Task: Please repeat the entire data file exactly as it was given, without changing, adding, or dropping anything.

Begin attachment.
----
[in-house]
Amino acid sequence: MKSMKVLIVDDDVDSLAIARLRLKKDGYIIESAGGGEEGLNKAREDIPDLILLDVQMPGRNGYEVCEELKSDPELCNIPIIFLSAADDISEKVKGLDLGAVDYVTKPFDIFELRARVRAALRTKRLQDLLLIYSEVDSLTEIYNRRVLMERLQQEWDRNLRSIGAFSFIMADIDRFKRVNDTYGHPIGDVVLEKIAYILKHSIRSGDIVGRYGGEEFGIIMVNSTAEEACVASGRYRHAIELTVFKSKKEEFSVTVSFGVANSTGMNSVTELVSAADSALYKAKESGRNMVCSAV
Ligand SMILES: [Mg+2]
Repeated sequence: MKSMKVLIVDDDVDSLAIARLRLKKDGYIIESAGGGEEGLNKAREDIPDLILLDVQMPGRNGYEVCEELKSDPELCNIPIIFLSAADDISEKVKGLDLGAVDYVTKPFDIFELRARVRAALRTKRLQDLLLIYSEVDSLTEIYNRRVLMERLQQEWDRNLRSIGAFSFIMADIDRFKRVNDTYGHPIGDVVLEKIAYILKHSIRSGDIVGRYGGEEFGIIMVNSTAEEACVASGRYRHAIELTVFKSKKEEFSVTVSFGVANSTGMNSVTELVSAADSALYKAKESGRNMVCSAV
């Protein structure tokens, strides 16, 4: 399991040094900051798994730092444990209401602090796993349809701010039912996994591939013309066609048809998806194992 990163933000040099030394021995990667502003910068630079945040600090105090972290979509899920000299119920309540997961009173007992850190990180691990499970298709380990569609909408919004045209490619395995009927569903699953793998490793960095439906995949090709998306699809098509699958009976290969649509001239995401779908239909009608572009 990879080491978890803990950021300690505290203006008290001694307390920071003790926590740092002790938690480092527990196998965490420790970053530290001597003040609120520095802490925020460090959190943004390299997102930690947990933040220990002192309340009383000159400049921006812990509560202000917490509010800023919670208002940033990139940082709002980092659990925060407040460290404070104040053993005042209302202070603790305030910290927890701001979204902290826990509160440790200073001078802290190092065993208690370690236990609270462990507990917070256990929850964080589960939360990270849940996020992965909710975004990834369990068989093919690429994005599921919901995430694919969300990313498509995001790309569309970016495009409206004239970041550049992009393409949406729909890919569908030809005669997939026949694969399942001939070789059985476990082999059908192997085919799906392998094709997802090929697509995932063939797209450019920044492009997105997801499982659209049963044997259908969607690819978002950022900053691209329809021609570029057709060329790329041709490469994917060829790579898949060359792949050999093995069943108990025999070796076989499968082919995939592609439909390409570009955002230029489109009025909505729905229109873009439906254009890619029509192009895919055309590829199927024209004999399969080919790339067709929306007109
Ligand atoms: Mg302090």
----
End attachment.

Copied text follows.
[in-house]
Amino acid sequence: MKSMKVLIVDDDVDSLAIARLRLKKDGYIIESAGGGEEGLNKAREDIPDLILLDVQMPGRNGYEVCEELKSDPELCNIPIIFLSAADDISEKVKGLDLGAVDYVTKPFDIFELRARVRAALRTKRLQDLLLIYSEVDSLTEIYNRRVLMERLQQEWDRNLRSIGAFSFIMADIDRFKRVNDTYGHPIGDVVLEKIAYILKHSIRSGDIVGRYGGEEFGIIMVNSTAEEACVASGRYRHAIELTVFKSKKEEFSVTVSFGVANSTGMNSVTELVSAADSALYKAKESGRNMVCSAV
Ligand SMILES: [Mg+2]
Repeated sequence: MKSMKVLIVDDDVDSLAIARLRLKKDGYIIESAGGGEEGLNKAREDIPDLILLDVQMPGRNGYEVCEELKSDPELCNIPIIFLSAADDISEKVKGLDLGAVDYVTKPFDIFELRARVRAALRTKRLQDLLLIYSEVDSLTEIYNRRVLMERLQQEWDRNLRSIGAFSFIMADIDRFKRVNDTYGHPIGDVVLEKIAYILKHSIRSGDIVGRYGGEEFGIIMVNSTAEEACVASGRYRHAIELTVFKSKKEEFSVTVSFGVANSTGMNSVTELVSAADSALYKAKESGRNMVCSAV
């Protein structure tokens, strides 16, 4: 399991040094900051798994730092444990209401602090796993349809701010039912996994591939013309066609048809998806194992 990163933000040099030394021995990667502003910068630079945040600090105090972290979509899920000299119920309540997961009173007992850190990180691990499970298709380990569609909408919004045209490619395995009927569903699953793998490793960095439906995949090709998306699809098509699958009976290969649509001239995401779908239909009608572009 990879080491978890803990950021300690505290203006008290001694307390920071003790926590740092002790938690480092527990196998965490420790970053530290001597003040609120520095802490925020460090959190943004390299997102930690947990933040220990002192309340009383000159400049921006812990509560202000917490509010800023919670208002940033990139940082709002980092659990925060407040460290404070104040053993005042209302202070603790305030910290927890701001979204902290826990509160440790200073001078802290190092065993208690370690236990609270462990507990917070256990929850964080589960939360990270849940996020992965909710975004990834369990068989093919690429994005599921919901995430694919969300990313498509995001790309569309970016495009409206004239970041550049992009393409949406729909890919569908030809005669997939026949694969399942001939070789059985476990082999059908192997085919799906392998094709997802090929697509995932063939797209450019920044492009997105997801499982659209049963044997259908969607690819978002950022900053691209329809021609570029057709060329790329041709490469994917060829790579898949060359792949050999093995069943108990025999070796076989499968082919995939592609439909390409570009955002230029489109009025909505729905229109873009439906254009890619029509192009895919055309590829199927024209004999399969080919790339067709929306007109
Ligand atoms: Mg302090």